SGT. TYWANDIA KING
While riding to lunch with a couple of friends, one of them said, “Hey, did y’all hear what happened to Jodie? She was killed in a car wreck.” I was shocked. Jodie and I had just made plans on Facebook to meet up before she deployed. I wondered how this could have happened. Then another friend said, “You know she was never a good driver.”
Does this sound familiar? Do you know someone who is complacent, acts carelessly, thinks they know it all or just doesn’t care about anyone but himself or herself? What did you do to correct this behavior? Oftentimes we do nothing because we don’t think it’s our problem. But you’re wrong; it is your problem.
Those Soldiers who are dying due to distracted driving, speeding or driving under the influence are our battle buddies, family members, peers and loved ones. We sometimes choose to overlook their carelessness when they are with us. But when you get that preliminary loss report, it’s too late to intervene. If you knew your buddy was in danger, why didn’t you say something?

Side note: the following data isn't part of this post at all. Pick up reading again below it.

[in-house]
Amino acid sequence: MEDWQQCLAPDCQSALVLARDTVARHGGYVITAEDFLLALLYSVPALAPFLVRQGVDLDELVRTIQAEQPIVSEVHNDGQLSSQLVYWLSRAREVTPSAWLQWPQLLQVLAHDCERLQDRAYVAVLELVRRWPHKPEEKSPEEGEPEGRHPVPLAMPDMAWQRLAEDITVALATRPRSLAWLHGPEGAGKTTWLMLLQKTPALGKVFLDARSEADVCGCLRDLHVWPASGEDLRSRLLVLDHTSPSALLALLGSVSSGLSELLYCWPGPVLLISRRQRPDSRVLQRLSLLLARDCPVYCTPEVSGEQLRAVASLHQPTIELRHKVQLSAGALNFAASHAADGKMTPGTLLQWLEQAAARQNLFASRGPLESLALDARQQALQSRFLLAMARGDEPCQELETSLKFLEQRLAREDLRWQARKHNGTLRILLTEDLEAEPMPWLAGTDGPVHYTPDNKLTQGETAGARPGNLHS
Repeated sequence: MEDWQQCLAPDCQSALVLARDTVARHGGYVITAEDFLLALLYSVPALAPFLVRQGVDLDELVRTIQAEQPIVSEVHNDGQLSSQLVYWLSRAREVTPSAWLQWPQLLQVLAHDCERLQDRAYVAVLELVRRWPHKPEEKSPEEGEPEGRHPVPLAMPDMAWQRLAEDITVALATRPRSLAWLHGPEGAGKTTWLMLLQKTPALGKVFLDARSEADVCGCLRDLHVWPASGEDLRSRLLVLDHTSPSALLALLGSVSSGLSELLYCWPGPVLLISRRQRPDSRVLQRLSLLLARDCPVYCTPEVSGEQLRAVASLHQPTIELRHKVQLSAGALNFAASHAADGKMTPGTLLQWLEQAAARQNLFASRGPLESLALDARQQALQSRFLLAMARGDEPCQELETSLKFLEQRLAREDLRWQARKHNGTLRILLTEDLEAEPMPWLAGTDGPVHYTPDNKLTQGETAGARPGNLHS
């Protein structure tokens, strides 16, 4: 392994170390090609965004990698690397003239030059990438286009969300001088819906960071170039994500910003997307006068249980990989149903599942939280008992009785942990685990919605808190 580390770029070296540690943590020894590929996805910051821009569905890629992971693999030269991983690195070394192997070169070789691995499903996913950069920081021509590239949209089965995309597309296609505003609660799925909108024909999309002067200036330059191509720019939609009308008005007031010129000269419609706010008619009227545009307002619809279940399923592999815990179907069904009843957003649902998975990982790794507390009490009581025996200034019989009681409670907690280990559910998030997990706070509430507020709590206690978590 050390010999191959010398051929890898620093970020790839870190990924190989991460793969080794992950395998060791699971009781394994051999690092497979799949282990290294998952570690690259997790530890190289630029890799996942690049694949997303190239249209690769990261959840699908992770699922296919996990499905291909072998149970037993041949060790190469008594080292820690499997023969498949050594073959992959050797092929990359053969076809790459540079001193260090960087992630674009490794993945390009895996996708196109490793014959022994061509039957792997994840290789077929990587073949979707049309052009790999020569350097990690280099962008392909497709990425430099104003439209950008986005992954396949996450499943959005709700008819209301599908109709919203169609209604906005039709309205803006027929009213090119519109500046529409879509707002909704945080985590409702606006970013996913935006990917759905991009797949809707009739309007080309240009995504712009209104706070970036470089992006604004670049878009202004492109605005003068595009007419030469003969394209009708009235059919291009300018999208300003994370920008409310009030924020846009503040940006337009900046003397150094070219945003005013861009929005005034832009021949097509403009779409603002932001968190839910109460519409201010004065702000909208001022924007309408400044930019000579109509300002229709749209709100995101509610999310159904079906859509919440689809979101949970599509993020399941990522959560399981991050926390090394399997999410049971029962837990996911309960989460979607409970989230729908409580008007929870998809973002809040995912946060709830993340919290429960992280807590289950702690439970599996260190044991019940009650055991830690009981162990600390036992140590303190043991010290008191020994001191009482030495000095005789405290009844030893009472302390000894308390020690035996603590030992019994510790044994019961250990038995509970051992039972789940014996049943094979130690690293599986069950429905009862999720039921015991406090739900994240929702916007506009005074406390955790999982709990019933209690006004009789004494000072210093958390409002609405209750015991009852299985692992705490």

We do the right thing and watch our battle buddy’s back when deployed, so why not do the same when we go out to that bar or party? Yes, you may sometimes feel like a downer for being the voice of reason, but aren’t your friends’ lives worth it? All you have to do is be proactive. If you plan to drink, have a designated driver. If your friends are drinking, offer to be their sober driver. While you are at it, go ahead and put your cellphone in the glove box until you get to your destination. You can respond to that call or text when you arrive safely.
As a Soldier, you are important to the Army. As a person, you are important to those who love and care for you. Keep that in mind when you’re tempted to do the wrong thing because there are no do-overs. If you die in a careless accident, your family suffers and your friends live with regrets. Make the right choices and continue the mission. No drink, text message or other distraction is worth your life.
We are losing too many Soldiers to careless acts. We have to protect one another. We are the first line of defense. It’s time to be leaders in every aspect of our lives.